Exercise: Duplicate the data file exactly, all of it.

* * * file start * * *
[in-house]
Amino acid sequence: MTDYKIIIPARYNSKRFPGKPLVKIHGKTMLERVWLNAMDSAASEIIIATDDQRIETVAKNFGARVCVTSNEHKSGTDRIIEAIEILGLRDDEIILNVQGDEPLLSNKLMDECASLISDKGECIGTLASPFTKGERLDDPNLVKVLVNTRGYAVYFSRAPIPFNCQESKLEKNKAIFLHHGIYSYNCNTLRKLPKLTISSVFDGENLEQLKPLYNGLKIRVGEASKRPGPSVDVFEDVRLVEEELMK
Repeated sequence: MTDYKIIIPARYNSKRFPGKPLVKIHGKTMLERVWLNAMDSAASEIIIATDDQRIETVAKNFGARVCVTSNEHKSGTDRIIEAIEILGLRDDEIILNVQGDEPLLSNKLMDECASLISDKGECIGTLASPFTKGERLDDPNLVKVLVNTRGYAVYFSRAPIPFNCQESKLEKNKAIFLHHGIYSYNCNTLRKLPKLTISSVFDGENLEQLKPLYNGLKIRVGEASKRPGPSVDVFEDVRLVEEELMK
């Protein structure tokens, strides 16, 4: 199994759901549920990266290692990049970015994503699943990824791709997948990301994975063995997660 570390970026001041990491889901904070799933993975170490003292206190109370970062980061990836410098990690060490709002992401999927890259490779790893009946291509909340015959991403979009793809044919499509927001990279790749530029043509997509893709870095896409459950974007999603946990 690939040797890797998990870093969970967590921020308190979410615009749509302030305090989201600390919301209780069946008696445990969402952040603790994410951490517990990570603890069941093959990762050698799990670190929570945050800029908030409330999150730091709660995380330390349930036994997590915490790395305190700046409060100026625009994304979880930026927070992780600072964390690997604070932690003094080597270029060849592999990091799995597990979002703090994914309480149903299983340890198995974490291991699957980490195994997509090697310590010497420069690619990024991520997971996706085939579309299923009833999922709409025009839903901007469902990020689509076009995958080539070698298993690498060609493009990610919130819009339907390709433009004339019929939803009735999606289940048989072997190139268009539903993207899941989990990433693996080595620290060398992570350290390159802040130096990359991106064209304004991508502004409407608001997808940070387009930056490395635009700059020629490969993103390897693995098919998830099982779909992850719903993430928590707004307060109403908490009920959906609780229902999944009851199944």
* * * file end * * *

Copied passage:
[in-house]
Amino acid sequence: MTDYKIIIPARYNSKRFPGKPLVKIHGKTMLERVWLNAMDSAASEIIIATDDQRIETVAKNFGARVCVTSNEHKSGTDRIIEAIEILGLRDDEIILNVQGDEPLLSNKLMDECASLISDKGECIGTLASPFTKGERLDDPNLVKVLVNTRGYAVYFSRAPIPFNCQESKLEKNKAIFLHHGIYSYNCNTLRKLPKLTISSVFDGENLEQLKPLYNGLKIRVGEASKRPGPSVDVFEDVRLVEEELMK
Repeated sequence: MTDYKIIIPARYNSKRFPGKPLVKIHGKTMLERVWLNAMDSAASEIIIATDDQRIETVAKNFGARVCVTSNEHKSGTDRIIEAIEILGLRDDEIILNVQGDEPLLSNKLMDECASLISDKGECIGTLASPFTKGERLDDPNLVKVLVNTRGYAVYFSRAPIPFNCQESKLEKNKAIFLHHGIYSYNCNTLRKLPKLTISSVFDGENLEQLKPLYNGLKIRVGEASKRPGPSVDVFEDVRLVEEELMK
């Protein structure tokens, strides 16, 4: 199994759901549920990266290692990049970015994503699943990824791709997948990301994975063995997660 570390970026001041990491889901904070799933993975170490003292206190109370970062980061990836410098990690060490709002992401999927890259490779790893009946291509909340015959991403979009793809044919499509927001990279790749530029043509997509893709870095896409459950974007999603946990 690939040797890797998990870093969970967590921020308190979410615009749509302030305090989201600390919301209780069946008696445990969402952040603790994410951490517990990570603890069941093959990762050698799990670190929570945050800029908030409330999150730091709660995380330390349930036994997590915490790395305190700046409060100026625009994304979880930026927070992780600072964390690997604070932690003094080597270029060849592999990091799995597990979002703090994914309480149903299983340890198995974490291991699957980490195994997509090697310590010497420069690619990024991520997971996706085939579309299923009833999922709409025009839903901007469902990020689509076009995958080539070698298993690498060609493009990610919130819009339907390709433009004339019929939803009735999606289940048989072997190139268009539903993207899941989990990433693996080595620290060398992570350290390159802040130096990359991106064209304004991508502004409407608001997808940070387009930056490395635009700059020629490969993103390897693995098919998830099982779909992850719903993430928590707004307060109403908490009920959906609780229902999944009851199944």